The AFL released a statement this afternoon that said: "Despite rumors and reports to the contrary, all AFL teams are continuing to work towards ArenaBowl XXIII. As it has previously stated, the AFL continues to work on long-term structural improvement options. Some of the options may impact the 2009 season. There is currently no timetable for an announcement of any kind."

A key blow to the AFL as it grappled with economic hardships was the dissolution of a potential $100 million ownership agreement with Platinum Equity. The deal fell through when a number of team owners balked at the idea of giving up varying degrees of control of their franchises to Platinum, a source said.

The AFL player said ownership came back to the players and asked for a pay cut. The players said they would so everything possible to keep the league going, but that they needed more details on exactly what the cuts entailed. As of Tuesday night, the players were waiting to hear back from the owners.

Among the strong hints this offseason that the AFL was in trouble were multiple delays of a dispersal draft of New Orleans VooDoo players; failure to release the 2009 schedule for a league that begins in the spring; and failure to name a commissioner to replace David Baker, who resigned in July.

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Vikings Star an Internet Sensation After 'Towel Malfunction'

EDEN PRAIRIE, Minn. — Visanthe Shiancoe is having a breakout season at tight end for Minnesota. His national exposure is now at an all-time high.

Fox televised a clip of Vikings owner Zygi Wilf's postgame locker-room speech after Sunday's victory at Detroit, and Shiancoe was inadvertently shown naked in the background. He was wearing a towel that did little to cover him. The network apologized, but screen-grab images were all over the Internet.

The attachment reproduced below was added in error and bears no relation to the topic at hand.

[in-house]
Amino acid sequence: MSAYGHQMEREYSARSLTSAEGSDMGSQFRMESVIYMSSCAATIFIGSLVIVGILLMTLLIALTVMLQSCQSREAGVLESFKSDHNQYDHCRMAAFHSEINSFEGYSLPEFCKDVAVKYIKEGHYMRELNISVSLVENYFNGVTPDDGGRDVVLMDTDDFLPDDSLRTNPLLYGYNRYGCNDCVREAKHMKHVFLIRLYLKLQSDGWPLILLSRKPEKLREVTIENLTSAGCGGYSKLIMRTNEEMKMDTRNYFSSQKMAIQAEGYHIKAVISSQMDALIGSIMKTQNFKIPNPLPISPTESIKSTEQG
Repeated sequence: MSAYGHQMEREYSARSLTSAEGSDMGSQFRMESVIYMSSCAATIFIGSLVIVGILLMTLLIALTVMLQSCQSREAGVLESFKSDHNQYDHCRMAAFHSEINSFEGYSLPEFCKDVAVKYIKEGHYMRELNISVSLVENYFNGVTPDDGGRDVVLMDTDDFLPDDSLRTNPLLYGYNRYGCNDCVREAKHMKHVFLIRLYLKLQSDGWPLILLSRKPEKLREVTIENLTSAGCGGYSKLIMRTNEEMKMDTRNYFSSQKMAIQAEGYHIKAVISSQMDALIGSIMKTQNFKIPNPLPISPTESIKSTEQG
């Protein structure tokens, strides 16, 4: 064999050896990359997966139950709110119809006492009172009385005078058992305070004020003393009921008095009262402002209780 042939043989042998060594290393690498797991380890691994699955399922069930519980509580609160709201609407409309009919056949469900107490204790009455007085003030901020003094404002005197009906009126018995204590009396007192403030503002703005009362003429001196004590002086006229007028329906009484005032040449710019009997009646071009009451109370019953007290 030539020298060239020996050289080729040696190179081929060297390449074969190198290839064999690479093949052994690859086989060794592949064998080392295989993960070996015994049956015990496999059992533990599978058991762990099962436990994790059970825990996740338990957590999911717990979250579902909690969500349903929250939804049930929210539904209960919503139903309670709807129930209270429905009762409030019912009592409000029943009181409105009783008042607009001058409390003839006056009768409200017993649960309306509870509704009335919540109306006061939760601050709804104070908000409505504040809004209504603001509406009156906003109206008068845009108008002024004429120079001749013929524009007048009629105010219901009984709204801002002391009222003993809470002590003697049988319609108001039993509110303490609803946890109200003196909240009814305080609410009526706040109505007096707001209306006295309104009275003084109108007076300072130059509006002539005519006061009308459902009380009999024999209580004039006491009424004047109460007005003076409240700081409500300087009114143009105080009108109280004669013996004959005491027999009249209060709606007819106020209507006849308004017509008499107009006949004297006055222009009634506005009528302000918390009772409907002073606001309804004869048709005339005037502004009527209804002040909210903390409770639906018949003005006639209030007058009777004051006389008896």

Shiancoe wasn't available to the media Monday, but he joked with a gossip columnist for the Star Tribune of Minneapolis about it. "How'd it look?" he told the newspaper.

But Shiancoe's agent, Tony Agnone, told the St. Paul Pioneer Press that his client was embarrassed and hopes fans understand it wasn't intentional.

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Questions for: Danny Way

[Danny Way]

Danny Way performs a backflip at the 2008 X-Games.

Skateboarders distinguish themselves by staying on the board, but recently much of the attention has gone to those who fall off of it.

Two years ago, skateboarder Jake Brown became a YouTube phenomenon after he walked away from a 40-foot fall at the X-Games "Skateboard Big Air" event. At this year's X-Games, Danny Way also took a major spill. On the way down from a massive air, he clipped his legs and spun down the 27-foot-tall quarterpipe. This set up what was perhaps his most heroic moment: Several minutes later, Mr. Way limped away and went back up the ramp, and eventually completed the run that earned him an X-Games silver medal.

The past three decades have seen skateboarding rise from the streets, backyard pools and skate parks to ramps of roller coaster proportions. Of course this adds to the thrill and viewer appeal, but it also results in more grisly falls, like those suffered by Messrs. Brown and Way.